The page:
|Modern Day Scarlet Letter|
A Salem Community Hospital employee said she doesn't think a new policy forcing her to wear a mask is fair, but hospital officials said that's the requirement for employees who decline to be vaccinated against the flu for health or other reasons. "For the first time, Salem Community Hospital is requiring all of its employees to be vaccinated, and this vaccine requirement is supported by the SCH medical staff. Those who decline to be vaccinated for health or other reasons will have to wear a mask throughout the flu season. This is another sign of the importance that health care providers place on flu shots," SCH Director of Public Releations Michele Hoffmeister said in a written statement.
Marie Fortney, a Salem resident who works in the hospital cafeteria, called the Salem News regarding the new requirement and said "we aren't even sick the bunch of us who have to wear a mask...I don't know what the mask is going to prevent here. I see no reason for it...We're not sick, so how are we going to spread germs?" Fortney has worked there for five years and said it's never been an issue before. According to Hoffmeister, federal health officials began a "universal recommendation" for flu shots last year. "According to the Centers for Disease Control and Prevention (CDC), everyone older than six months should be vaccinated, with rare exceptions. This is especially important for people who are at risk for serious health complications, including infants, the elderly, pregnant women and those with chronic health issues such as asthma, diabetes or lung disease the kind of people most likely to be found in hospitals, nursing homes and clinics," she wrote.
"That's why the CDC stresses the importance of flu shots for another group: people who live with or care for these at-risk groups, including health care workers. Vaccinations have been recommended for all health care providers by the CDC, the American Hospital Association, and The Joint Commission, which monitors the quality and safety of care provided at participating hospitals. Currently, more than half of the hospitals nationwide are requiring their workers to get flu shots," she said. SCH launched a staff education program in early October "to explain the importance of influenza vaccinations for health care workers. The program included written information and phone numbers to call for answers to specific questions. In addition, hospital employees were invited to attend panel discussions hosted by SCH physicians to learn more about influenza and how to prevent it," she explained.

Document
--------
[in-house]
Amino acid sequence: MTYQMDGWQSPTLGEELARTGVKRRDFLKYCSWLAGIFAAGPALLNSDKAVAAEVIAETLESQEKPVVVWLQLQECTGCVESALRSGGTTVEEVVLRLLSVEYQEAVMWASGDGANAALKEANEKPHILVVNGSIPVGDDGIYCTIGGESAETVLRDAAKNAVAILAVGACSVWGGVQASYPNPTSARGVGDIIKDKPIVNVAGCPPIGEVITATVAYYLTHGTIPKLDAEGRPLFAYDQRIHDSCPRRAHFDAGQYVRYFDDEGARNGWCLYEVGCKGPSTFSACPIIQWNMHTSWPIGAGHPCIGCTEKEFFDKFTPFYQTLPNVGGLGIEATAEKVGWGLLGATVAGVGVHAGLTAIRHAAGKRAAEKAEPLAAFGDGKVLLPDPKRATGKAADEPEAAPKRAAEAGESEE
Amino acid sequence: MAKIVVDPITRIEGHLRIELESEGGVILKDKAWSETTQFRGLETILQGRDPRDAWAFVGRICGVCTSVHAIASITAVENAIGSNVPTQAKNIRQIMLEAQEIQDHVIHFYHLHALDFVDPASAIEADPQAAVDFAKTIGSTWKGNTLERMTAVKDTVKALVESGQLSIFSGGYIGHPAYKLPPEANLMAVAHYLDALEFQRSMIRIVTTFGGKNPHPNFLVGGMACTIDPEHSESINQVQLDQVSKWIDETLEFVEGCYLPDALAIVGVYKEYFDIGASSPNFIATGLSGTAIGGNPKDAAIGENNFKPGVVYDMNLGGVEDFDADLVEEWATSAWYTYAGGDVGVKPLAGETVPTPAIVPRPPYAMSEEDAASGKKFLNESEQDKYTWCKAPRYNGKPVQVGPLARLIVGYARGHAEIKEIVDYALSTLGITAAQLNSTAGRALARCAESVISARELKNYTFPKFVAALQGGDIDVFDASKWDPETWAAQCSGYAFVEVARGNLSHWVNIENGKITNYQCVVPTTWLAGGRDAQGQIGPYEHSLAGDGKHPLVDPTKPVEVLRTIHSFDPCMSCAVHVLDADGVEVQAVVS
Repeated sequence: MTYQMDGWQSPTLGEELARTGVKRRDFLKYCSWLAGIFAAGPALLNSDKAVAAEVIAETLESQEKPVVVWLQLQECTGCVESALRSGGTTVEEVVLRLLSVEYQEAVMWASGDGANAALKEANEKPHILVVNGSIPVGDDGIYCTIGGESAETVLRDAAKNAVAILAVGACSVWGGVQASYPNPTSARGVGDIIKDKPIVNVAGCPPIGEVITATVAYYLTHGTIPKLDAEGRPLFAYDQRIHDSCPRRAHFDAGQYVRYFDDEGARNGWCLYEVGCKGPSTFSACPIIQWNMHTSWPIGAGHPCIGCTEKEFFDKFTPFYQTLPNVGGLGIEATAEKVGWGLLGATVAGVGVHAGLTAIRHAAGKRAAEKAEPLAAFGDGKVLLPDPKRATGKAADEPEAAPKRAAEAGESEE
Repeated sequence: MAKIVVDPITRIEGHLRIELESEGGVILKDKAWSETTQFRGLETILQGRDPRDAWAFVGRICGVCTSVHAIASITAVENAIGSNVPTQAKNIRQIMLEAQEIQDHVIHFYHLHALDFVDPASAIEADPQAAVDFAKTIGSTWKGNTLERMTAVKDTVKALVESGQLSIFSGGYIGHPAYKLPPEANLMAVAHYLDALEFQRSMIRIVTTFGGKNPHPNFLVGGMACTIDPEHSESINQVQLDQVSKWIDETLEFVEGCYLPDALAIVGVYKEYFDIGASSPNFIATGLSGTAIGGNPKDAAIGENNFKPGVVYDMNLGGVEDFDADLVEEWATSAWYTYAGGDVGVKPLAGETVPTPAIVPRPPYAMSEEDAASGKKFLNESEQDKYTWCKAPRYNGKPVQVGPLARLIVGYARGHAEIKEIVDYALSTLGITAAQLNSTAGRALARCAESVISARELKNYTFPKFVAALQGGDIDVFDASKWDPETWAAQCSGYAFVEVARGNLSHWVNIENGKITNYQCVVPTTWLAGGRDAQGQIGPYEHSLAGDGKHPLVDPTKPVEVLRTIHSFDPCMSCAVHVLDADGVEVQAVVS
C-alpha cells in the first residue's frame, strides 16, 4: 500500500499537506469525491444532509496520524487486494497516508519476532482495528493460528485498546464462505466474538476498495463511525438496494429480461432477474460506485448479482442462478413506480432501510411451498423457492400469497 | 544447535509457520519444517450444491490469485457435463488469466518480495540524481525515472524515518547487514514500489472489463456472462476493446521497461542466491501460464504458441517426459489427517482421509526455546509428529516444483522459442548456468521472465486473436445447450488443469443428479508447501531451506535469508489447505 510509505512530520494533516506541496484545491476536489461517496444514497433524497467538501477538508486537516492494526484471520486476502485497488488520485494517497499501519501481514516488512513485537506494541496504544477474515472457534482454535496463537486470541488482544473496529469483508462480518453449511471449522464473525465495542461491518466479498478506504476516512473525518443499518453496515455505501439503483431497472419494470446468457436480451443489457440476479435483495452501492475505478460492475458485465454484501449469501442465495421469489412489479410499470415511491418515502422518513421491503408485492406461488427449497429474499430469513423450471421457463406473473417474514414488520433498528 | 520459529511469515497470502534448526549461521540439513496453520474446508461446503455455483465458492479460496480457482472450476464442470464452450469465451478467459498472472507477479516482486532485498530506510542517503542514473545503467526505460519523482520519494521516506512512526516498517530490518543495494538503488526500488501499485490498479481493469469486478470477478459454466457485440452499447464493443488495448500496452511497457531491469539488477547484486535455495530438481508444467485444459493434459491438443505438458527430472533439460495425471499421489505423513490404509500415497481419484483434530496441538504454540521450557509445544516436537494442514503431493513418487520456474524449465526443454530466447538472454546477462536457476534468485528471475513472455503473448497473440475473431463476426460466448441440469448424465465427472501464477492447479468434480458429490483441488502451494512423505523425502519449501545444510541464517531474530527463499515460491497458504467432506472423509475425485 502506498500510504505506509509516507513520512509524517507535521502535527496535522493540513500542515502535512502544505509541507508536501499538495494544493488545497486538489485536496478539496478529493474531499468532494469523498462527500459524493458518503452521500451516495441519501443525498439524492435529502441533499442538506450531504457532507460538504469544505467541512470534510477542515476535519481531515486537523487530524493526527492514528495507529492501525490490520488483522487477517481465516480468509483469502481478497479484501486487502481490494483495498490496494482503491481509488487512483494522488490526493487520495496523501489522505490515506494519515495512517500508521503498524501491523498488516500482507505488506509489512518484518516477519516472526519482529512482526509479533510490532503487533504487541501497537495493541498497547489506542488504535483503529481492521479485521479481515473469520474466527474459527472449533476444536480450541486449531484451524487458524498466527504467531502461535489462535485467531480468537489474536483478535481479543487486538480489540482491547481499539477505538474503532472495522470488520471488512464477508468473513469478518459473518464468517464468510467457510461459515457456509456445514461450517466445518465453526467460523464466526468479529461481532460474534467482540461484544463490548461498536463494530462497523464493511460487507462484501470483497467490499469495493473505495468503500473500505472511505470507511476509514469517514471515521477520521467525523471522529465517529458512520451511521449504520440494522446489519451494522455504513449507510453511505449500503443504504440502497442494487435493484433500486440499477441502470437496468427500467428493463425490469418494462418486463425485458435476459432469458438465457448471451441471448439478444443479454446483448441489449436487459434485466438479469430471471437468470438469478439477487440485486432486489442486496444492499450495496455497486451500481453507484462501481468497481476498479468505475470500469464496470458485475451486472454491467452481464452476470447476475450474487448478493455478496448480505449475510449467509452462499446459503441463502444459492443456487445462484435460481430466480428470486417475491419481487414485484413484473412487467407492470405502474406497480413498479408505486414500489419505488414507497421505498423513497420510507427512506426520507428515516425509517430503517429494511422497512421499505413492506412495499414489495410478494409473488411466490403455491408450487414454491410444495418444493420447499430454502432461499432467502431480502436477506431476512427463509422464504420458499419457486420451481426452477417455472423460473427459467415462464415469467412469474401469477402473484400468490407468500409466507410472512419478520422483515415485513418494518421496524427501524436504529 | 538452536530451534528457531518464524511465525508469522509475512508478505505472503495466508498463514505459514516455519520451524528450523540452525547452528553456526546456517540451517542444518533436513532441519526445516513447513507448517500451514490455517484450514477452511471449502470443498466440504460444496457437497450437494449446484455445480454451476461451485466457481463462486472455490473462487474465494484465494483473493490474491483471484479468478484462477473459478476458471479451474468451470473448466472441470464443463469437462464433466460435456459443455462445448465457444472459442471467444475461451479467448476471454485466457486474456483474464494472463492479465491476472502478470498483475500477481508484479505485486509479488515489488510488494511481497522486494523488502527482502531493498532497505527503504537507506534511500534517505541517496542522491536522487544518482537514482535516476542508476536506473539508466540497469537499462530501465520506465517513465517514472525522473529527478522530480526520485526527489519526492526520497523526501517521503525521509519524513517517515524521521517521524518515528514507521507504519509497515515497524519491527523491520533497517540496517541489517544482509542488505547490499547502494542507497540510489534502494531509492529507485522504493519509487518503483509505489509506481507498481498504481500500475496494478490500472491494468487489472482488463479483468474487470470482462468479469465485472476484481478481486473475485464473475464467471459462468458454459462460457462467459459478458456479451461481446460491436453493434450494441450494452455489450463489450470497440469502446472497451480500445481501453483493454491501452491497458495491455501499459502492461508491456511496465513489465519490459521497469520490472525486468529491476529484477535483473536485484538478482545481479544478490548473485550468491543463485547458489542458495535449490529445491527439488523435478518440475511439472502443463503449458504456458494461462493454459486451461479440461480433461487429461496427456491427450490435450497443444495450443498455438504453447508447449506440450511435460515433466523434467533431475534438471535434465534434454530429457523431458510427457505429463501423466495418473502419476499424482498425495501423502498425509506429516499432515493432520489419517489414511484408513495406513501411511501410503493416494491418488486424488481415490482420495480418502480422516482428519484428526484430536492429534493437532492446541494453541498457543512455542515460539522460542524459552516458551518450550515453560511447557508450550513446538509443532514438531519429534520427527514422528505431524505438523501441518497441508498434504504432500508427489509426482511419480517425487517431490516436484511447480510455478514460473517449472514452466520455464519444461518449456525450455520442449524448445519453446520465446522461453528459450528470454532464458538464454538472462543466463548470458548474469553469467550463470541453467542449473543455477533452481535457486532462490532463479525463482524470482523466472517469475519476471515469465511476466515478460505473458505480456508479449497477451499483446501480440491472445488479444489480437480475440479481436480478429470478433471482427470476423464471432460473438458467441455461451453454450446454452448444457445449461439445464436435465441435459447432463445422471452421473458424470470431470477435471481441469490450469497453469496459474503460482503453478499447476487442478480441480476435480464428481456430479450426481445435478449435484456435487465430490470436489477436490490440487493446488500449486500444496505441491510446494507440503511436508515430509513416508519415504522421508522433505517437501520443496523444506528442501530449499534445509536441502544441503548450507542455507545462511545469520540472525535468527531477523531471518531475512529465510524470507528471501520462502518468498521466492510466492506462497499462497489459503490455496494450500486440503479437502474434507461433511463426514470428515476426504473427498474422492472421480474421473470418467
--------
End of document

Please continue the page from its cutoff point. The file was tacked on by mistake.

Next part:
According to Lyn Pethtel, Director of Quality Improvement and Infection Control at SCH, "The virus that causes the flu is spread from person to person by droplets that are coughed or sneezed into the air, or by handling items contaminated by an infected person. People can spread the flu for one to two days before they begin to feel sick. This is why health care workers, who care for people at high risk for flu complications, must take every precaution." In addition to the staff precautions, members of the community are asked to refrain from visiting hospitalized patients, if they are not feeling well, Hoffmeister said. Masks are available at the hospital's entrances for individuals who feel they must visit.
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